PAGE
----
Home Cleaning Service —This is one of the very best gifts you can give to your loved one. You can’t be around dust/dirt etc with low blood counts, you are exhausted and you miss quality time with your family. The last thing you can do or want to do is keep your house clean. This was one of my best gifts EVER! Thank you to my friend Amy who made it happen. Collect donations and give your loved one 6 months of a cleaning service.
Meal donations – you are too tired to cook but you need to eat. You also have a metal taste in your mouth and everything seems to taste different. ASK what they are eating and what their family is eating. Remember to ask about special needs. For the longest time I couldn’t have raw fruits and veggies and I am also gluten free and dairy free. Restaurant meals were sweet but scared me because I was worried about germs/bacteria.
Massage therapy if it is permitted by their oncologist. If platelets are too low then your loved one won’t be allowed to get a massage but anything to relax is great.
Transportation to follow up visits and test- yes! you are home but it is NOT over. I often had to drive myself to some very scary follow up appointments because we didn’t have the means to get me there. I was in a new city and also felt guilty to ASK for someone to drive. I didn’t want to inconvenience them. My advice just OFFER and INSIST they don’t go alone. 2 years later and I’m still at the hospital on a regular basis.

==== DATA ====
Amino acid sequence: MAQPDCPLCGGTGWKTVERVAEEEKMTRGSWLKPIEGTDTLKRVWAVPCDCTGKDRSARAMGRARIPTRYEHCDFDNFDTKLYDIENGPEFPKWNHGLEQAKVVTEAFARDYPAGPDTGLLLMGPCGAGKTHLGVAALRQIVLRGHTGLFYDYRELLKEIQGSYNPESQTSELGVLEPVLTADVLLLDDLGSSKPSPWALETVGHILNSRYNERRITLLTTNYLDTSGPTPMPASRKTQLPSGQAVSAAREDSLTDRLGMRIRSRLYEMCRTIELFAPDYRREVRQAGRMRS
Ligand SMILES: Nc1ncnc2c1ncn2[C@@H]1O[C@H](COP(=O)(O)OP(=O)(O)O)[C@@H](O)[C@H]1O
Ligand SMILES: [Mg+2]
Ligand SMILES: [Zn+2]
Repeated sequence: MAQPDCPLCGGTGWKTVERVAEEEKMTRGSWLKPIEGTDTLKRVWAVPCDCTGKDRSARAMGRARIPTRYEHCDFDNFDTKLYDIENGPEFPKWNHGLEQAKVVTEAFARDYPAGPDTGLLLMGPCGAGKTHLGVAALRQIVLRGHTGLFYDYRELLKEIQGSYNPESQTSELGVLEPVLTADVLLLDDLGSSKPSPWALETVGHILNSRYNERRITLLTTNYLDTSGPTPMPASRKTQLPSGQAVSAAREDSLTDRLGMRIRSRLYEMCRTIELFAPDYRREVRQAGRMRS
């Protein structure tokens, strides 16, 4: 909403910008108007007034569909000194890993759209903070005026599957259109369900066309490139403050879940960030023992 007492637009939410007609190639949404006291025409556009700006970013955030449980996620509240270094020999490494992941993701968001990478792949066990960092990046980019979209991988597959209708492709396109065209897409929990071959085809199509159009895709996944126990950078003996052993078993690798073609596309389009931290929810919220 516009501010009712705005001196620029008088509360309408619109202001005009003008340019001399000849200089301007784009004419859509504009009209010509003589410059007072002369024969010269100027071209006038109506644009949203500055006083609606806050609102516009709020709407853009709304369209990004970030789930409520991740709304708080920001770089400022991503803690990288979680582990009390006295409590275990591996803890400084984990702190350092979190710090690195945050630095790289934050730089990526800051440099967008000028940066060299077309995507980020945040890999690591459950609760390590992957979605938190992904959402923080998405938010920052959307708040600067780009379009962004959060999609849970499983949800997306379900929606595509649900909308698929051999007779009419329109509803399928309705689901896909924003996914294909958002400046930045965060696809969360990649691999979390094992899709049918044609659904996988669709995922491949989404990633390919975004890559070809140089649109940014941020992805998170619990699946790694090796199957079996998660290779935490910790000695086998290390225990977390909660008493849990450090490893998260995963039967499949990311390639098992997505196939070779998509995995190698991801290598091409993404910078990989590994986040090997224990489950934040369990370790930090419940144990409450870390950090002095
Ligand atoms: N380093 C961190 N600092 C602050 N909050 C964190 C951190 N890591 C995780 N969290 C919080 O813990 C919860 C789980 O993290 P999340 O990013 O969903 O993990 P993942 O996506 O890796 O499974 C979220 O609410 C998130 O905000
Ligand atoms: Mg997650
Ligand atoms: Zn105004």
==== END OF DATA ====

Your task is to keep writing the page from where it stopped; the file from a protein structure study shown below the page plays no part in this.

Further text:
Professional connections to get back on their feet. This was one of the toughest part for me. I was home recovering, struggling and wondering if I was going to make it. I felt horrible but I also had to look ahead and what I was going to do next. My anxiety took over. I would say “Am I going to live?” in one breathe and then “what the hell am I going to do” since I made it. I felt depressed and lost. I was blessed to have friends make me business cards, make a website for me, and donate whatever professional skill they knew to help me get back up. If you can be of service to a cancer patient, your help would be so welcome. It might seem odd that after you are so lucky to survive so much that you are depressed but it happens. The medicine also adds to the depression AND you don’t feel the same. You came out of this different, changed, a bit broken but grateful.
Psychologist or social worker —Does your loved one or his/her family members need help? I came out of my fight with PTSD. I suffered and witnessed so much and needed help. No one prepared me for that. My incredible medical team saved my body but what about my mind. Most cancer patients are mentally changed forever and need psychological help but I learned that no one sends you for the help and once you do realize you need it… there are very few who actually have that expertise. I am getting help and so is my son. We were separated for ONE year and even now at the age of 4 he has issues of me abandoning him and fears me dying.